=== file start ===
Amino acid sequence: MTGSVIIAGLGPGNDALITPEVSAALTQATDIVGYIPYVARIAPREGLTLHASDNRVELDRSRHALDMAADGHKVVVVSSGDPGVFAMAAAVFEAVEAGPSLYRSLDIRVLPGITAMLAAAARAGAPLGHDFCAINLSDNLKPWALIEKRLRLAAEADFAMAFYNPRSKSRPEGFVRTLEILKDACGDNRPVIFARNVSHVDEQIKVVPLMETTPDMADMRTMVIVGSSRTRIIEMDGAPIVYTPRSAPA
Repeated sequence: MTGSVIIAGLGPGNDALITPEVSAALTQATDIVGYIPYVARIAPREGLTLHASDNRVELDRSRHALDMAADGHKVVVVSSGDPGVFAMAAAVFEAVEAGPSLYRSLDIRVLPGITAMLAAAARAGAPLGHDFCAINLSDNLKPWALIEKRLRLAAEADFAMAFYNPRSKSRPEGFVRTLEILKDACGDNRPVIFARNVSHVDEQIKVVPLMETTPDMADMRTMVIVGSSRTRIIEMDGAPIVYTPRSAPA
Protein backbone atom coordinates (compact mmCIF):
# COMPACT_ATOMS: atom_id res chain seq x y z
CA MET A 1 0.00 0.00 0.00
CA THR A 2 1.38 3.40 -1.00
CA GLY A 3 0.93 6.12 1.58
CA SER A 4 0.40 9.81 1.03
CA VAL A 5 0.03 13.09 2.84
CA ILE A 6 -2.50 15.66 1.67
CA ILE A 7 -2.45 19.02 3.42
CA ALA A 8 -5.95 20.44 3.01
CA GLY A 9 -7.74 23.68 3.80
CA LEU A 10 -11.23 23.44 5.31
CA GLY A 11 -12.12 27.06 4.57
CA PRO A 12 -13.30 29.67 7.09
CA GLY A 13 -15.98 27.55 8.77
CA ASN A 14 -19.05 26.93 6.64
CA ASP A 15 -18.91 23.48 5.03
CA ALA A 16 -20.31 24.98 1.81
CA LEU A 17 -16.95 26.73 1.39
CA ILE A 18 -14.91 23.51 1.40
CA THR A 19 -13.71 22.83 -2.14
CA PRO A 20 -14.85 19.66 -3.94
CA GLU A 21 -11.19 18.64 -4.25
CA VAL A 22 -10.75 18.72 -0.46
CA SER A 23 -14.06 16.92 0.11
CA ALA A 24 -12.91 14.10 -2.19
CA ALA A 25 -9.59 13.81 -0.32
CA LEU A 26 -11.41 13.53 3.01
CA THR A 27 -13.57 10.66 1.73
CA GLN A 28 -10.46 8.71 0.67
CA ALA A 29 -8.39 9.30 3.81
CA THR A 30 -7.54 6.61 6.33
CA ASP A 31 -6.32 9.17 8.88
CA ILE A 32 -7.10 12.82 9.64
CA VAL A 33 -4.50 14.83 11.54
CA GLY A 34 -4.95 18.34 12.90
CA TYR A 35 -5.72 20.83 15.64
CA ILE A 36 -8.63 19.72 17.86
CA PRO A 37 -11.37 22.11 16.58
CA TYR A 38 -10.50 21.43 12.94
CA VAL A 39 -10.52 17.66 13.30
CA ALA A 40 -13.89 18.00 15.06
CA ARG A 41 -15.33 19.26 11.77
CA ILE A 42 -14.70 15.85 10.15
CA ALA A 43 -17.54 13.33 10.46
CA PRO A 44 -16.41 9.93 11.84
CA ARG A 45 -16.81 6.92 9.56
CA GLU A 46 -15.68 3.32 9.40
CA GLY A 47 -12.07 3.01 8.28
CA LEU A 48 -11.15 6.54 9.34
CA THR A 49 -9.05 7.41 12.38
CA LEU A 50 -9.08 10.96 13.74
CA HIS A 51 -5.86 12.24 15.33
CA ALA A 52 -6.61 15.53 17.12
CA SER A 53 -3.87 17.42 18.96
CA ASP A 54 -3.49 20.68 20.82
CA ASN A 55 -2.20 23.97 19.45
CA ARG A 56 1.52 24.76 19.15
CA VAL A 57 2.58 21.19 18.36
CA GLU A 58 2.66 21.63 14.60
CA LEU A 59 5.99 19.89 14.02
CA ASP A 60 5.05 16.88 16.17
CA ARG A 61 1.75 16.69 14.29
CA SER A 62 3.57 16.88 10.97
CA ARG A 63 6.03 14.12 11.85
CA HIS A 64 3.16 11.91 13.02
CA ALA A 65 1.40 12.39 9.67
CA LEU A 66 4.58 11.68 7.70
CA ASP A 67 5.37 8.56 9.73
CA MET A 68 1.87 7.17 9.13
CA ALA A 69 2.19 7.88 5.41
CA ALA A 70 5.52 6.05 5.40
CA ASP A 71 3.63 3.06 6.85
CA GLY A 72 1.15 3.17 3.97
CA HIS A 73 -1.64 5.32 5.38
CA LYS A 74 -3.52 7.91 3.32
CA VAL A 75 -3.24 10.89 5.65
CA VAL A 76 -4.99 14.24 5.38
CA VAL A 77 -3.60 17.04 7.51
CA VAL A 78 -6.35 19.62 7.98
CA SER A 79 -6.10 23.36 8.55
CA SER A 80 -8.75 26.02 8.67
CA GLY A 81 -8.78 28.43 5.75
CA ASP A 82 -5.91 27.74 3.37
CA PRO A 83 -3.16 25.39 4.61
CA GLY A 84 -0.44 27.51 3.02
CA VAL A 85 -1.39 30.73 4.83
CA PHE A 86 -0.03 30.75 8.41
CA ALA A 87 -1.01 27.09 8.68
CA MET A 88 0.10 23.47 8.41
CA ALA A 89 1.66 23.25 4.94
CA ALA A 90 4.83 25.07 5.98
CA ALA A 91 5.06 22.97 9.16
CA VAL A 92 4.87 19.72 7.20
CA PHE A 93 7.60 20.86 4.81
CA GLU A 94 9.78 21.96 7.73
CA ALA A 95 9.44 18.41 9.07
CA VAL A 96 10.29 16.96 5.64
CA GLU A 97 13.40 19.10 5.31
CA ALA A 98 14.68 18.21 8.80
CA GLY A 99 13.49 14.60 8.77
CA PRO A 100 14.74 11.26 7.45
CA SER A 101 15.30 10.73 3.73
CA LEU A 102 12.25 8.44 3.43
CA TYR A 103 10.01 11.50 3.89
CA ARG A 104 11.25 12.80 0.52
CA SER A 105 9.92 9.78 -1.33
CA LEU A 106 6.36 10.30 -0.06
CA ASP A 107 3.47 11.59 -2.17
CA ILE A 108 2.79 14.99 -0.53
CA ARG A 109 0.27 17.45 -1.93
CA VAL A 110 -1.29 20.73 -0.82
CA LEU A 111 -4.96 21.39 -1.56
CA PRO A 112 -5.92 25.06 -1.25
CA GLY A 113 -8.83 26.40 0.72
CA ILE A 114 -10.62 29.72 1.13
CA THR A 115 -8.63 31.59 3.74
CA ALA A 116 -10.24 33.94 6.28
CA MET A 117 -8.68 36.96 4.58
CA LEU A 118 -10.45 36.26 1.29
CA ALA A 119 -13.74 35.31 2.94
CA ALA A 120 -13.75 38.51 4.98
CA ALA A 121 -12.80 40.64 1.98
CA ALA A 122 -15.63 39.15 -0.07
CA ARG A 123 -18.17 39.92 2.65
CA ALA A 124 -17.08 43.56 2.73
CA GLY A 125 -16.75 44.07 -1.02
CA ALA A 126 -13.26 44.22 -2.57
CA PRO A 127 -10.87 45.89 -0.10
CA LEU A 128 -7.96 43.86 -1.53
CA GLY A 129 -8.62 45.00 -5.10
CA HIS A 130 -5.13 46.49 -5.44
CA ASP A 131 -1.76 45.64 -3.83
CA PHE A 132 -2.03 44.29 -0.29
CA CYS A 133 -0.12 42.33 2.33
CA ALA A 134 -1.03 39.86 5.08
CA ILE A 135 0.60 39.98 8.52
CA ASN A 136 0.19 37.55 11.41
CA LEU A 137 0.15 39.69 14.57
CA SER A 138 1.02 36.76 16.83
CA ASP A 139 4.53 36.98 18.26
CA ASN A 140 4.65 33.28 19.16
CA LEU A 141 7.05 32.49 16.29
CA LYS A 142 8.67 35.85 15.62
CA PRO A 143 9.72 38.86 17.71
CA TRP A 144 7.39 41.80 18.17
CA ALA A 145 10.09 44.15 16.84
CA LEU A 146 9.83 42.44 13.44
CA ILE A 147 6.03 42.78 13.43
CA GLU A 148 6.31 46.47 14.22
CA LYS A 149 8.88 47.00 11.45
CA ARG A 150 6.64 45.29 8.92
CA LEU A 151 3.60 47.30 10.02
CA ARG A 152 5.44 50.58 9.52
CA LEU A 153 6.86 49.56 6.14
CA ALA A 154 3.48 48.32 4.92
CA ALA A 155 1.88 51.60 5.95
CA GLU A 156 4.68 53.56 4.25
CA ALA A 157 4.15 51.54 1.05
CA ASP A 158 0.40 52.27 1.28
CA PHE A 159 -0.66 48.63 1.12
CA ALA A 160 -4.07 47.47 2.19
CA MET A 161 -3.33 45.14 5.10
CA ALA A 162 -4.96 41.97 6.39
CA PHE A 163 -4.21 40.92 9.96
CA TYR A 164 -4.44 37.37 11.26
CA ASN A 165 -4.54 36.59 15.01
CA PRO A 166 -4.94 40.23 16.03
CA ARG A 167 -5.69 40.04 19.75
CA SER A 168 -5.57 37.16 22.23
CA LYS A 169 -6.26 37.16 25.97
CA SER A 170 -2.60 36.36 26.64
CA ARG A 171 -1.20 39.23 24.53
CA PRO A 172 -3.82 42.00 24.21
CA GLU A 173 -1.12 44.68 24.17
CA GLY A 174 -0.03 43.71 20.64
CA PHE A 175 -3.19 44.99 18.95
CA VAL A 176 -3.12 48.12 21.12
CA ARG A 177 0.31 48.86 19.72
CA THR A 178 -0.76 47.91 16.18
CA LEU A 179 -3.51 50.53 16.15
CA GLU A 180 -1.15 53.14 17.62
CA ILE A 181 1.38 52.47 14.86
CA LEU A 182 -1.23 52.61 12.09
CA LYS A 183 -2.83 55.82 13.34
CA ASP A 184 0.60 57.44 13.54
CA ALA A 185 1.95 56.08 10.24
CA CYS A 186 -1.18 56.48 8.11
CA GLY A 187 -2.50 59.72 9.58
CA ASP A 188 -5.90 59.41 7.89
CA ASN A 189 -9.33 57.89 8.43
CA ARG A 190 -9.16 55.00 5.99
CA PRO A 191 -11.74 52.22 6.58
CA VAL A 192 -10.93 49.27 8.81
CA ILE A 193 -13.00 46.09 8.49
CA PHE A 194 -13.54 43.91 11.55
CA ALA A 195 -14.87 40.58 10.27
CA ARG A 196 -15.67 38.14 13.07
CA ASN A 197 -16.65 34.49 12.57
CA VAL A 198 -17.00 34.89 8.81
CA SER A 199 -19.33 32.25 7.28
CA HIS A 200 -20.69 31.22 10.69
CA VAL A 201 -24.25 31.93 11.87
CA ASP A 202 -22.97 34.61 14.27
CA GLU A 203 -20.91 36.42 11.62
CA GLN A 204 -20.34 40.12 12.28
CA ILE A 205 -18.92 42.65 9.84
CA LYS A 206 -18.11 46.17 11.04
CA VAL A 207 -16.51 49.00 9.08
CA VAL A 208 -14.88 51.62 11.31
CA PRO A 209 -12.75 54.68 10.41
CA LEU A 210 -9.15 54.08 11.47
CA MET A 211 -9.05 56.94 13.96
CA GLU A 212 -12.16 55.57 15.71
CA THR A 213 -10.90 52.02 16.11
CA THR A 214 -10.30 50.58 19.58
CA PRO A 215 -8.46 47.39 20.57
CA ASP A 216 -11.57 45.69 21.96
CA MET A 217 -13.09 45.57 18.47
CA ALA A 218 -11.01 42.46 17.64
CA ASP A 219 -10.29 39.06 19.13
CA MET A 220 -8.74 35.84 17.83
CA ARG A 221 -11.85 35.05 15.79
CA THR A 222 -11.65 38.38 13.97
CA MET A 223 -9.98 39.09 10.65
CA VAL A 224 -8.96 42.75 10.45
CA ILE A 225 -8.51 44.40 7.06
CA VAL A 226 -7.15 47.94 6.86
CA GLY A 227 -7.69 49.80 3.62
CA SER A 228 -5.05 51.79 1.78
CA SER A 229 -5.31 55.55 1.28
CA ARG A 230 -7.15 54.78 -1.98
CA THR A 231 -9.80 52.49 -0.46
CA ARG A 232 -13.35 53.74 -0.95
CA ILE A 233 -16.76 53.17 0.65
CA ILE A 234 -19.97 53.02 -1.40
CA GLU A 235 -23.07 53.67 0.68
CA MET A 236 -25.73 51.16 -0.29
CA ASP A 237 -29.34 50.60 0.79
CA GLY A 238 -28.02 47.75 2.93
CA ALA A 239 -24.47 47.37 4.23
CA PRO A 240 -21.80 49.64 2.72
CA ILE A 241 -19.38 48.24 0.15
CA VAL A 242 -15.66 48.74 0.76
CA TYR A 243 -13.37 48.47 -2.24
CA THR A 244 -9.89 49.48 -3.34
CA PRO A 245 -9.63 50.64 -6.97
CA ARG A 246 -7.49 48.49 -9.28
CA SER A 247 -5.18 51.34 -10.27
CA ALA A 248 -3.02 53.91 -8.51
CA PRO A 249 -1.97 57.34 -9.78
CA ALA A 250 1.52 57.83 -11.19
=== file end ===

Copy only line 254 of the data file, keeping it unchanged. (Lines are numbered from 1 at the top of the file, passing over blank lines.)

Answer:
CA ALA A 250 1.52 57.83 -11.19